However, from the moment we meet him we are aware of his almost supernatural powers. When interviewed for a job he

… leaned forward and put all his energy into his appearance; he dwelt with a dark glow on Mr Druce, he raised his right shoulder, which was already highly crooked by nature, and leaned on his elbow with a becoming twist of the body. Dougal put Mr Druce through the process of his smile, which was wide and full of white young teeth; he made movements with the alarming bones of his hands. Mr Druce could not keep his eyes off Dougal, as Dougal perceived…

The visionary poet William Blake, seen here
in a portrait by Thomas Phillips, saw angels
at Peckham Rye – a far cry from Muriel Spark’s
devilish visitor.

There he is, dark, devilish, skeletal, mesmeric, otherworldly, steering the interview the way he wants it to go, changing his shape from the stillness of a monkey puzzle tree to a professor, to a television presenter and then, finally, a man of vision with a deformed shoulder. It’s the first indication of how devious and manipulative he can be, making himself whatever he considers will best please others, while suiting his own mysterious purposes. The textile company employs him in an unspecified role, but the exact nature of his work doesn’t matter, as he spends most of his time out of the office conducting human research. Not content with that, he talks himself into a similar job at a rival firm, where he insists on carrying out industrial research in the local community. In addition, he’s creatively engaged in ghost-writing an autobiography for an ageing singer and actress.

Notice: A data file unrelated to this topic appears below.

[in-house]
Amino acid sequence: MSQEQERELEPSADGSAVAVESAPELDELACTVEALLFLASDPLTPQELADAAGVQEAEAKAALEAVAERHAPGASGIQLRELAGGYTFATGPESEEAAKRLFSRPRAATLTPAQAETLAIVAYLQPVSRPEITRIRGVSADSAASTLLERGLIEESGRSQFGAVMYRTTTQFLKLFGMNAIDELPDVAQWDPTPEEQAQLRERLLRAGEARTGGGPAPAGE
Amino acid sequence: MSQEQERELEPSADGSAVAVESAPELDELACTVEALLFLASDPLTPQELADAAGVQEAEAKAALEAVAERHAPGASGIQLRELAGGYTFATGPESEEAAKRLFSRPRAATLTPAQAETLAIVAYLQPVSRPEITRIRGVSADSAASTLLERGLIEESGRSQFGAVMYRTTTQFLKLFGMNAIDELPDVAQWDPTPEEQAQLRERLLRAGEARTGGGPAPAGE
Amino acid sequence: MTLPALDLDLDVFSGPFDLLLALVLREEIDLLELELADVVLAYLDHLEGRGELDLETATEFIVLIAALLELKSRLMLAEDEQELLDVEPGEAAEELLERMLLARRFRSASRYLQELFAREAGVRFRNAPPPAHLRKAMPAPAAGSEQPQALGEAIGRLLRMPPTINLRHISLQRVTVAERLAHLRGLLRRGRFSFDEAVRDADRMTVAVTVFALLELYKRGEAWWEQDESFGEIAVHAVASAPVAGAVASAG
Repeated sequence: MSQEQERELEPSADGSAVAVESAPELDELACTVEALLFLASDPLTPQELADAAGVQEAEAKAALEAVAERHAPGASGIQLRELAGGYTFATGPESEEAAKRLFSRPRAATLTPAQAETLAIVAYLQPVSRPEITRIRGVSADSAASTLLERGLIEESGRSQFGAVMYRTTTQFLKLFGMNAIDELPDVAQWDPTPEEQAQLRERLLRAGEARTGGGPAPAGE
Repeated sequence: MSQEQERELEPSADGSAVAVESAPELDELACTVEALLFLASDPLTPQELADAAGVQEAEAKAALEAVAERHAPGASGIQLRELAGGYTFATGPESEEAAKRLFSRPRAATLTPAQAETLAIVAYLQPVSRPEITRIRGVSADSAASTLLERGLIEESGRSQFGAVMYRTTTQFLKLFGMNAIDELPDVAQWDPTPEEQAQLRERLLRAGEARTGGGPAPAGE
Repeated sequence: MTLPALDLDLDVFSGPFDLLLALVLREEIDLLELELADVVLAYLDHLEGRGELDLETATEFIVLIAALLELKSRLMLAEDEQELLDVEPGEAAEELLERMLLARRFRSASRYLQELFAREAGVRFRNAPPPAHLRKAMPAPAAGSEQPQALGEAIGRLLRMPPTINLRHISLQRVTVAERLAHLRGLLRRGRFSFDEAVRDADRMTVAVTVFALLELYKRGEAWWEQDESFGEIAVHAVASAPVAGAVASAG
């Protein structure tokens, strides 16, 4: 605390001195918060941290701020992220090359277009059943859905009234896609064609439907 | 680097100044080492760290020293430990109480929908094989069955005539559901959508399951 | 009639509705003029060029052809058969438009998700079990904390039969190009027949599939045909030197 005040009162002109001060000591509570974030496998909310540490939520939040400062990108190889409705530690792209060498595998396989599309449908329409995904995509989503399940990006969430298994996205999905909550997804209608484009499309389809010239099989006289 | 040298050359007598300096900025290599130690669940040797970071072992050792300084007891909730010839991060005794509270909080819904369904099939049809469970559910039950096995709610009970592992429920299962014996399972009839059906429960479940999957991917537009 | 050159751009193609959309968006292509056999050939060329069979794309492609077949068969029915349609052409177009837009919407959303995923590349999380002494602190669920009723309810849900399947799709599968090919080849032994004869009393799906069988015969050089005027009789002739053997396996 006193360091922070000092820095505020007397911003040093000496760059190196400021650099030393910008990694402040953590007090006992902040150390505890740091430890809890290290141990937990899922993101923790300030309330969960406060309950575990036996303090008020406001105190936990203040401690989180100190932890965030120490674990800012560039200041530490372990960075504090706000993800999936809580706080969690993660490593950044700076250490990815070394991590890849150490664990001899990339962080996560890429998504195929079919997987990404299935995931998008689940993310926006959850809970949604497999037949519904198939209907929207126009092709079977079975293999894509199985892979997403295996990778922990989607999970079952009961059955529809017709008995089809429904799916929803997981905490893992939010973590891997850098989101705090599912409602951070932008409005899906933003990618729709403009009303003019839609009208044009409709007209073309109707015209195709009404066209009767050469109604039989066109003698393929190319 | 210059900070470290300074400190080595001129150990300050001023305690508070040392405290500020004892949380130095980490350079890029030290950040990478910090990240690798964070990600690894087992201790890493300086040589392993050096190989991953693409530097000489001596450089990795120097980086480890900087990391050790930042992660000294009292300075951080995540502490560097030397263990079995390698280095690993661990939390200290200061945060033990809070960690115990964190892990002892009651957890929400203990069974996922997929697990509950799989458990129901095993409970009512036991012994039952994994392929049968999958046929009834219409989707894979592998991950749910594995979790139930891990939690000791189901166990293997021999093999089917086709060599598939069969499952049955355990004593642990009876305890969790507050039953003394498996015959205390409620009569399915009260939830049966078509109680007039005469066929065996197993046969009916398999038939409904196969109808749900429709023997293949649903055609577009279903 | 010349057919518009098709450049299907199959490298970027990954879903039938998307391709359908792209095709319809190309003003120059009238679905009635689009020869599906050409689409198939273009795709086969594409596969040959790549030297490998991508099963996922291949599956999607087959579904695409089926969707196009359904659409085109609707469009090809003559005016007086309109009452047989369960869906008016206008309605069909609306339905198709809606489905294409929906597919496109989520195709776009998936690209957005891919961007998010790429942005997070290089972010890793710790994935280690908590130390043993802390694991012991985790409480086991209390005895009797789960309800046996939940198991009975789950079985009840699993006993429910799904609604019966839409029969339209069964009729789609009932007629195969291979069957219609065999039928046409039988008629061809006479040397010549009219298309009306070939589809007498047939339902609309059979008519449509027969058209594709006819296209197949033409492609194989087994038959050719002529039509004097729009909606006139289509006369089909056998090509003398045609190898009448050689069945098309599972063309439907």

He attracts and repels in equal measure. Characters who tearfully bare their souls to him find that far from finding solace or resolution, their lives fall apart as their true natures are revealed, with terrible consequences, ranging from mental breakdown to murder. Those who don’t succumb to Dougal’s peculiar charm may keep their souls, but they are still in jeopardy as they rifle through his rented room searching for clues to discover who and what he is.